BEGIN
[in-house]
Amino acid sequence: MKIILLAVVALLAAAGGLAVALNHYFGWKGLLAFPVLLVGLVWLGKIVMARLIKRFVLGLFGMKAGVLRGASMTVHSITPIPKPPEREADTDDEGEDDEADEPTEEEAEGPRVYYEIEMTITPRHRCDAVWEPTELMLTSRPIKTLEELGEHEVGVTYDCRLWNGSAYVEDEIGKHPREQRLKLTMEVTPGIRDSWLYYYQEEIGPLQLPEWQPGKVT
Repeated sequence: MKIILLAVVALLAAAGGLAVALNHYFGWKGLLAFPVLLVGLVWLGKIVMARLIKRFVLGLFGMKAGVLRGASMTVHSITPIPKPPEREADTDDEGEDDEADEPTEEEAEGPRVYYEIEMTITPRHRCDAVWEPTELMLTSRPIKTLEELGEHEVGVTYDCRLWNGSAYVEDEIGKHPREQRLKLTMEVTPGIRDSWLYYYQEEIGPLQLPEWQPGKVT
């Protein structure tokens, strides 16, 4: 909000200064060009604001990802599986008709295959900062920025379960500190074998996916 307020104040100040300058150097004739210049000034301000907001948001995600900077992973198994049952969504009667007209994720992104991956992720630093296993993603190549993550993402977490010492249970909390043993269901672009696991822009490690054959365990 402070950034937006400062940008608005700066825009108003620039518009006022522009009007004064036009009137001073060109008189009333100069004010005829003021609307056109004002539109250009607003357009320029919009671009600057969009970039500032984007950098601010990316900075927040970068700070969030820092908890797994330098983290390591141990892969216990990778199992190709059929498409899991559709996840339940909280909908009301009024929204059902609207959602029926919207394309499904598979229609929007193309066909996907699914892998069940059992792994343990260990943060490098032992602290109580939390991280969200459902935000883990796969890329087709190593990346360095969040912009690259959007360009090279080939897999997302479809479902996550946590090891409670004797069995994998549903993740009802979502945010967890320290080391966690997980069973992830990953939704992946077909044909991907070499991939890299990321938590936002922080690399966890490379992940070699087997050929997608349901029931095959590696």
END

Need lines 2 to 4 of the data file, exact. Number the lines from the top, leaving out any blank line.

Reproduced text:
Amino acid sequence: MKIILLAVVALLAAAGGLAVALNHYFGWKGLLAFPVLLVGLVWLGKIVMARLIKRFVLGLFGMKAGVLRGASMTVHSITPIPKPPEREADTDDEGEDDEADEPTEEEAEGPRVYYEIEMTITPRHRCDAVWEPTELMLTSRPIKTLEELGEHEVGVTYDCRLWNGSAYVEDEIGKHPREQRLKLTMEVTPGIRDSWLYYYQEEIGPLQLPEWQPGKVT
Repeated sequence: MKIILLAVVALLAAAGGLAVALNHYFGWKGLLAFPVLLVGLVWLGKIVMARLIKRFVLGLFGMKAGVLRGASMTVHSITPIPKPPEREADTDDEGEDDEADEPTEEEAEGPRVYYEIEMTITPRHRCDAVWEPTELMLTSRPIKTLEELGEHEVGVTYDCRLWNGSAYVEDEIGKHPREQRLKLTMEVTPGIRDSWLYYYQEEIGPLQLPEWQPGKVT
């Protein structure tokens, strides 16, 4: 909000200064060009604001990802599986008709295959900062920025379960500190074998996916 307020104040100040300058150097004739210049000034301000907001948001995600900077992973198994049952969504009667007209994720992104991956992720630093296993993603190549993550993402977490010492249970909390043993269901672009696991822009490690054959365990 402070950034937006400062940008608005700066825009108003620039518009006022522009009007004064036009009137001073060109008189009333100069004010005829003021609307056109004002539109250009607003357009320029919009671009600057969009970039500032984007950098601010990316900075927040970068700070969030820092908890797994330098983290390591141990892969216990990778199992190709059929498409899991559709996840339940909280909908009301009024929204059902609207959602029926919207394309499904598979229609929007193309066909996907699914892998069940059992792994343990260990943060490098032992602290109580939390991280969200459902935000883990796969890329087709190593990346360095969040912009690259959007360009090279080939897999997302479809479902996550946590090891409670004797069995994998549903993740009802979502945010967890320290080391966690997980069973992830990953939704992946077909044909991907070499991939890299990321938590936002922080690399966890490379992940070699087997050929997608349901029931095959590696």